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Monday, April 23, 2018

Reprinted with permission from AlterNet.

On Thursday, the National Labor Relations Board, led by Trump appointee Philip A. Miscimarra, undid an Obama-era ruling that protected workers, including subcontractors, from labor law violations. In an unsurprising move, all three Republicans on the Board voted together to undo the rule, while the two Democrats opposed them.

“Frankly, it’s shocking,” Wilma B. Liebman, a former Democrat chairwoman of the Board, told the Times of the decision.

Back in 2015, the Board heard the case of an Iowa construction company, whose subcontractors went on strike to protest unsafe conditions and low wages and benefits. Those workers were fired in retaliation.

A local judge ruled the firings illegal, leading the National Labor Relations Board to declare in 2015 that the old joint-employer rule was “increasingly out of step with changing economic circumstances, particularly the recent dramatic growth in contingent employment relationships.” They then changed the law so that a company would be responsible for illegal practices at all levels, including those that affect sub-contractors and employees at franchises.

This week the Board reversed that earlier decision, and the consequences for the fast-food industry could prove dire. For example, the person who makes your sandwiches at your local Subway could now be considered the responsibility of their direct franchise owner— not the Subway Group corporation itself. Now, if that sandwich maker and their coworkers protested an unfair practice at their location, it would be that much easier for the store owner to fire them, without consequence from the corporate higher-ups. The rule effectively protects corporations against any kind of legal action from lower-level employees.

As the Times describes, the vote is politically motivated, as corporations have been lobbying Republicans to reverse the Obama-era worker protection since it was enacted.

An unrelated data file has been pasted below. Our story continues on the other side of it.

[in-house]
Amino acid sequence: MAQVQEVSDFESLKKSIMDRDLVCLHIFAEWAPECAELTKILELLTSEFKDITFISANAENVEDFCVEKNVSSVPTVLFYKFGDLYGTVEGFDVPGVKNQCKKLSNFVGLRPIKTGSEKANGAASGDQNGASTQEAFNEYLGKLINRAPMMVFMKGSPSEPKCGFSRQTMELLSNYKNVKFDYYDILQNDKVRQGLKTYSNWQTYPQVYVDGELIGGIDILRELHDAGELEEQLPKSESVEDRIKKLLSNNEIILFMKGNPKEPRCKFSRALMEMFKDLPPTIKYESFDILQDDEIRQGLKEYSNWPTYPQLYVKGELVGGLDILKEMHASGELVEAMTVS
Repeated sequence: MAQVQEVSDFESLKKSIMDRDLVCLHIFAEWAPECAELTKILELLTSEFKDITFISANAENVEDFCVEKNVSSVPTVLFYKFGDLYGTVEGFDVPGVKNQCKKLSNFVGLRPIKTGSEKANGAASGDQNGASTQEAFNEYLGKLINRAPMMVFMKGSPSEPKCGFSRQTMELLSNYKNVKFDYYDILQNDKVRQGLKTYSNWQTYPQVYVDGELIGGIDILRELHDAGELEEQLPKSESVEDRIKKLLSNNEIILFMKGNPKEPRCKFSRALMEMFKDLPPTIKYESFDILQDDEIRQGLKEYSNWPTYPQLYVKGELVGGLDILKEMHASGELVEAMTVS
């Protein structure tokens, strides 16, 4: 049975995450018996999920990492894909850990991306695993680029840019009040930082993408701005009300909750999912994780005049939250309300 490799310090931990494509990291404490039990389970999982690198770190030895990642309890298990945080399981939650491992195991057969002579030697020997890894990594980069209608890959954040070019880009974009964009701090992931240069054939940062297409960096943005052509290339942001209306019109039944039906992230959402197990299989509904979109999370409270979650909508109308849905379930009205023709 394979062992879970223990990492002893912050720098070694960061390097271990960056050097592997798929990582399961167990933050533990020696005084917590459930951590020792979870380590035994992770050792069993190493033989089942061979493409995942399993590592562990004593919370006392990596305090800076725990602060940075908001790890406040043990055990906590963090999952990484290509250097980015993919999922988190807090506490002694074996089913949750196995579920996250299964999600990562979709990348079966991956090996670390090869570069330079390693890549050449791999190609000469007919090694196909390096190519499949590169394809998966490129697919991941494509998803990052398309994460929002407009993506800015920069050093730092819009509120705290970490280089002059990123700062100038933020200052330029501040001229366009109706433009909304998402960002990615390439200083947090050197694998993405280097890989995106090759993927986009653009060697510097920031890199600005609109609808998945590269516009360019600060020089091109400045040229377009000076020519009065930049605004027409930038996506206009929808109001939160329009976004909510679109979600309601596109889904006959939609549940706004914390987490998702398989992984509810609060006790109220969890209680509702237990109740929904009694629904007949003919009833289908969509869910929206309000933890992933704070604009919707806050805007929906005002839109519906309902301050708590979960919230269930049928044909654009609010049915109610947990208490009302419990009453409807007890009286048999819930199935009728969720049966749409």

At its most fundamental level, the ruling highlights deep differences in philosophy between most Democratic and Republican members of the labor board. During the Obama administration, the board majority believed that the changing structure of the economy — in which employers have steadily pushed workers outside their firms and into a throng of contractors, franchises and staffing agencies — required updating doctrine to stay true to the intent of labor law…

By contrast, the ruling Thursday from the Republican-led board argued that its predecessors had been guilty of “upending decades of labor law precedent and probably centuries of precedent in corporate law” with no mandate from Congress to do so.

It’s worth noting that the National Labor Relations Board was created in 1935 by President Roosevelt with the express intent of protecting American workers from being taken advantage of by their employers. But today’s Republican-dominated Board wants to slow the pace of progress, despite that fact that more corporations are increasingly trying to shirk responsibility for their workers by labelling them as contractors.

The Times also explains that the reversal endangers workers who want to join a union:

The reversal could also affect the ability to unionize in the first place. A company is free to fire a contractor or end a franchise arrangement if it suspects that workers are on the verge of unionizing. But there could be legal liability for doing so if the company is a joint employer of workers with the contractor or franchisee.

This isn’t the only Obama-era worker protection that could be reversed under this Republican-majority labor board. Also on the chopping block are “rulings that made it easier for smaller groups of workers within a company to unionize, that gave workers access to a company’s email network for organizing purposes, and that conferred a federally protected right to unionize on graduate students at private universities.”

H/T The New York Times

 

Liz Posner is a managing editor at AlterNet. Her work has appeared on Forbes.com, Bust, Bustle, Refinery29, and elsewhere. Follow her on Twitter at @elizpos.